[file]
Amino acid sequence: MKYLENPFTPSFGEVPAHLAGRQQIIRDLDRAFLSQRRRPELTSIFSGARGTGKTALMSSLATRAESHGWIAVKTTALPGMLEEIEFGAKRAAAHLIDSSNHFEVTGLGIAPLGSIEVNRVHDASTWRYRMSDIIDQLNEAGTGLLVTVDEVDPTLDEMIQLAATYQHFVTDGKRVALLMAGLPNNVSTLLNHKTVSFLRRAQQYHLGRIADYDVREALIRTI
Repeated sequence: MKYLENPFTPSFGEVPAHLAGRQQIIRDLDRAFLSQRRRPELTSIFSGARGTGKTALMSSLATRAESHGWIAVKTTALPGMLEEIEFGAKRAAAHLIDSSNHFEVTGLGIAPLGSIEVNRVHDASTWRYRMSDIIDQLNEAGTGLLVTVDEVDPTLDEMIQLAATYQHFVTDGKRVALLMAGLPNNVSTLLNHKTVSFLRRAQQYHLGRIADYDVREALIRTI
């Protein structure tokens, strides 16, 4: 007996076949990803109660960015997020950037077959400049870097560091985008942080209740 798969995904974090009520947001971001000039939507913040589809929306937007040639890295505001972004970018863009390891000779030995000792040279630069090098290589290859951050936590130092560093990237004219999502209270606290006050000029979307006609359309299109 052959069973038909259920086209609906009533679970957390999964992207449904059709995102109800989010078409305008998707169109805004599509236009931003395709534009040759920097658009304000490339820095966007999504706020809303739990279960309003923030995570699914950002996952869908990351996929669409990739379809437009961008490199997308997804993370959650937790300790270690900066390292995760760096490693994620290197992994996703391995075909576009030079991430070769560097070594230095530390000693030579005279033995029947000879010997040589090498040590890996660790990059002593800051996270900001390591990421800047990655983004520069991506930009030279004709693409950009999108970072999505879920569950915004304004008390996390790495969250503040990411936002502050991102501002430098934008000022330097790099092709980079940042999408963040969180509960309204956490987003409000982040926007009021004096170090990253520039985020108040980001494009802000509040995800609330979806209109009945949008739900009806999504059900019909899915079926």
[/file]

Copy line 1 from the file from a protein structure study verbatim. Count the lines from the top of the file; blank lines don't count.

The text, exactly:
Amino acid sequence: MKYLENPFTPSFGEVPAHLAGRQQIIRDLDRAFLSQRRRPELTSIFSGARGTGKTALMSSLATRAESHGWIAVKTTALPGMLEEIEFGAKRAAAHLIDSSNHFEVTGLGIAPLGSIEVNRVHDASTWRYRMSDIIDQLNEAGTGLLVTVDEVDPTLDEMIQLAATYQHFVTDGKRVALLMAGLPNNVSTLLNHKTVSFLRRAQQYHLGRIADYDVREALIRTI